“The thing about the SONA is it gives broad brushstrokes of a variety of government departments and then put it all together in little sound bites for the speech,” said political analyst Daniel Silke.
“The speech is traditionally a positive one, of course, with a public relations spin on government performance in the past combined with multiple inputs on what could happen in the future.”
Africa Check is a non-partisan organisation which promotes accuracy in public debate and the media and has evaluated a number of the claims made by Zuma last year.
“You will also recall that Census 2011 outlined the successes in extending basic services. The report said the number of households with access to electricity is now at 12.1 million, which translates to 85%. Nine out of 10 households have access to water,” claimed the president.
Africa Check’s verdict was that the president was correct and noted: “According to the 2011 Census the percentage of households with access to electricity for lighting stands at 84.7% and the percentage of households with access to water stands at
“With regard to social infrastructure, a total of 98 new schools will have been built by the end of March, of which more than 40 are in the Eastern Cape that are replacing mud schools,” said Zuma last year.
Africa Check said at the time it had not happened yet, and was unlikely to in the timeframe promised by the President.
“Education NGO Equal Education pointed out that claims about replacing mud-schools are a perennial feature of SONA and, while the programme to replace mud schools in the Eastern Cape is indeed achieving results (impressive-looking schools are being built), the president’s claim exaggerates the results so far.
The original target was for 49 Eastern Cape schools to be handed over by March 2012. That is almost a year ago. To date, only two have been handed over, and while the DBE says another five are 100% complete, 14 are 90% complete and a further 11 are 75% complete, this makes a total of 32 at or somewhere approaching completion.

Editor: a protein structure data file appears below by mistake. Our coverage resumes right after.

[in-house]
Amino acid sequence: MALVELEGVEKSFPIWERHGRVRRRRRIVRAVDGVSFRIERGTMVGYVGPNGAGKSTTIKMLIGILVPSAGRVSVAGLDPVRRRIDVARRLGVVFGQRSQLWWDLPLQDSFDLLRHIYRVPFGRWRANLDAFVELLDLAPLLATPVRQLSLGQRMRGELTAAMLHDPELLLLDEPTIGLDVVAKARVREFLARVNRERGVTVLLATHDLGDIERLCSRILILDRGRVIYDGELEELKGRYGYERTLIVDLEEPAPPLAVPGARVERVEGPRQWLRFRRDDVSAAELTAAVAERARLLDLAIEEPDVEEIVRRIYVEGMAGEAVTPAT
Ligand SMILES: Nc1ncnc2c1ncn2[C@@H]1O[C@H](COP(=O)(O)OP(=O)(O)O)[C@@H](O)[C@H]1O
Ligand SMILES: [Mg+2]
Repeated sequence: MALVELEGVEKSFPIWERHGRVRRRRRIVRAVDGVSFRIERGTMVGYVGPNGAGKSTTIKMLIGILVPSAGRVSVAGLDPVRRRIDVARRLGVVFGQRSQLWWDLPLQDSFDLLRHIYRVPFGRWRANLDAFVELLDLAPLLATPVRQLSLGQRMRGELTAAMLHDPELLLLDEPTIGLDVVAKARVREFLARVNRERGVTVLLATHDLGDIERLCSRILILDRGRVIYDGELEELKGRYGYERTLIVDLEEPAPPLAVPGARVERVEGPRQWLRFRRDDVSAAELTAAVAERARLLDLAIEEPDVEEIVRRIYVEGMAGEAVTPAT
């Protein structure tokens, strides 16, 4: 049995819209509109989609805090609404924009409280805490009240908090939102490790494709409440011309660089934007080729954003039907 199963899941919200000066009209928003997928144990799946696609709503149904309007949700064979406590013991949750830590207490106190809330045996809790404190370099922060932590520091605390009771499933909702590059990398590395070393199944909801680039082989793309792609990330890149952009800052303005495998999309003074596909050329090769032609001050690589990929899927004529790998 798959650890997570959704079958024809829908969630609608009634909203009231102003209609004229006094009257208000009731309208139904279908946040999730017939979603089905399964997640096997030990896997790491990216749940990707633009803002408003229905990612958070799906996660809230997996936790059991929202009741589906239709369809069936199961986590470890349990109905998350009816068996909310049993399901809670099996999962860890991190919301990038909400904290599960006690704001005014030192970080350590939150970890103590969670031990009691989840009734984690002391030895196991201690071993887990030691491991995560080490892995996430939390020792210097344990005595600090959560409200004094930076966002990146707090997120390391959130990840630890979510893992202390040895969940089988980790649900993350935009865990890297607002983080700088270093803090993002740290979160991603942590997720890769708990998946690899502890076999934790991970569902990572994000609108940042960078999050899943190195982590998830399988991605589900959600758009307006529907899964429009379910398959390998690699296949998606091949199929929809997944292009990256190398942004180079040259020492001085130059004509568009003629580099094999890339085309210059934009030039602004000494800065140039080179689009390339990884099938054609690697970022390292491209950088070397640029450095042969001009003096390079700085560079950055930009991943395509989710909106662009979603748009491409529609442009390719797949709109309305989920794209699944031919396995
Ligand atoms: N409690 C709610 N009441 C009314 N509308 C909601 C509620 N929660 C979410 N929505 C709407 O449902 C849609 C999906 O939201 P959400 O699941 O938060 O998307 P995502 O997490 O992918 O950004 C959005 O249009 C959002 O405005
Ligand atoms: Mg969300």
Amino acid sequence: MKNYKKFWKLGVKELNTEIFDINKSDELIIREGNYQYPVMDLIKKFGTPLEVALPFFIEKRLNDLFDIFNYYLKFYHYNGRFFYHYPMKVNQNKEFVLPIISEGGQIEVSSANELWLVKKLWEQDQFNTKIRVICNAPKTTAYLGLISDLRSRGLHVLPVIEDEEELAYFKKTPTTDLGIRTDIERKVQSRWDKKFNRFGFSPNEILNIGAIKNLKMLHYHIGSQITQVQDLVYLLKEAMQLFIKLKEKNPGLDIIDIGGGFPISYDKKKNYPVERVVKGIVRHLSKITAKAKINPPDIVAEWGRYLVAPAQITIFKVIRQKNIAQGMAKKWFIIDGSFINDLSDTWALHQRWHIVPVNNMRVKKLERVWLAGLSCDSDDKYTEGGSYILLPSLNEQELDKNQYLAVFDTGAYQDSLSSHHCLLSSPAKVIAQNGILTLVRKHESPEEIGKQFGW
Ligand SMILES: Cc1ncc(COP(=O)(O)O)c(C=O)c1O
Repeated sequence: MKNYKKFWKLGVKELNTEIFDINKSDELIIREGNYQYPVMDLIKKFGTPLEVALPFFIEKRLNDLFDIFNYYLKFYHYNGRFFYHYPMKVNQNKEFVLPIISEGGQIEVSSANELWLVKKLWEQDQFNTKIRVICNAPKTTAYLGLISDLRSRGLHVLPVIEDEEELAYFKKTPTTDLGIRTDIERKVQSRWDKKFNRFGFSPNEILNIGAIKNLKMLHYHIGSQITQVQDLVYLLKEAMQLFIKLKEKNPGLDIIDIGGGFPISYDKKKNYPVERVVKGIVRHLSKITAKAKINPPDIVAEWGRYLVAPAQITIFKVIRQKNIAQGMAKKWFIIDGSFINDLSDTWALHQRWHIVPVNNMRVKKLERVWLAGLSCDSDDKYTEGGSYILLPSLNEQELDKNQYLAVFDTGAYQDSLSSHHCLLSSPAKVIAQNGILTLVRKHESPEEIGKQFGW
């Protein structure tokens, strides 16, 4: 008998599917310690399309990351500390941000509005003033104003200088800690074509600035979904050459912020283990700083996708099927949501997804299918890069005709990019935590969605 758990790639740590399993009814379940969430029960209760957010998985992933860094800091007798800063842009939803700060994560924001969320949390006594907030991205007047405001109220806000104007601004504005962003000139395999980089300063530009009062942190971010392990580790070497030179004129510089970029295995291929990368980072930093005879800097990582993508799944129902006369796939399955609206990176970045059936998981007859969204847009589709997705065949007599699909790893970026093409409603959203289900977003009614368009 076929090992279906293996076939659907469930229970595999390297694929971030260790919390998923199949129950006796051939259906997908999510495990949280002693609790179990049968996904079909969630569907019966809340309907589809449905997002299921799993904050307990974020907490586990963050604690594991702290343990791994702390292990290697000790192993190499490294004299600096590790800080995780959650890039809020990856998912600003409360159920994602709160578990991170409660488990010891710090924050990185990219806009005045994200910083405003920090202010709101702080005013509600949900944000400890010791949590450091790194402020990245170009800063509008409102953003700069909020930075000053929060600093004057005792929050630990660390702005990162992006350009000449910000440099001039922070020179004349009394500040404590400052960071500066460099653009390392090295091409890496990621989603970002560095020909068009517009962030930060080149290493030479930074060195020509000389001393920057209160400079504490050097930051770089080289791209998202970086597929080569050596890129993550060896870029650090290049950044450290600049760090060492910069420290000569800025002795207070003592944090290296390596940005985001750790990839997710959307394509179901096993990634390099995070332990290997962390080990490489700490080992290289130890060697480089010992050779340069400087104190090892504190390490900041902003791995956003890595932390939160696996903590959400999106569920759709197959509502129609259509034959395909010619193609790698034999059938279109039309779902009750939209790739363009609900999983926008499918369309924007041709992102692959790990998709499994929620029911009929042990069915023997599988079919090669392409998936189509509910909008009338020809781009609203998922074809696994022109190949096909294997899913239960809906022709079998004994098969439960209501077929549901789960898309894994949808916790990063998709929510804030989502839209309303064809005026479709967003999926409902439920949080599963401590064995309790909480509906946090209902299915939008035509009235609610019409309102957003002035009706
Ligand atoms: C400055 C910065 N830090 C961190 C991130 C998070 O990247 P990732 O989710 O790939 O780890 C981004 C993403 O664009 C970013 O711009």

Given this, it seems unlikely 40 will be finished by the end of this March. Hence, the best we can say is ‘not yet’ and that it seems unlikely to done when promised,” wrote the fact checking organisation.
“We need to respond decisively to the country’s energy constraints in order to create a conducive environment for growth,” said Zuma last year.
Power should trump the address tonight, believed Silke. “I think if the ANC could pull an amazing trick out of its hat tonight with a really constructive suggestion on how to limit or alleviate load shedding, I suspect it would dominate the discourse and could dominate many of the other issues frustrating South Africans,” he said.
“We have set a growth target of 5 per cent by 2019,” said the president after another election win for the ANC last year.
“This now looks to be in fantasy land. We’ve had four or five major downgrades in terms of the GDP expectation and then the credit rating downgrades as well,” Silke noted and added “On the basis of these three downgrades, one could argue regression instead of simply no progress.”
Silke wondered if there had been any real progress. “One could argue there has been commitment in terms of our budget allocations to various departments, aspects of infrastructure development have continued and there have been allocations for this.
“However on the creation of millions of job opportunities there has really been no progress. Unemployment in South Africa is stagnant at the lower levels, there has been no progress on that, and on promises of infrastructure spend and rollout we have seen recent indications this has also largely come unstuck,” he said.
Racism was something which really needed to be addressed, as did issues around xenophobia, which can lead to social destabilisation, Silke warned.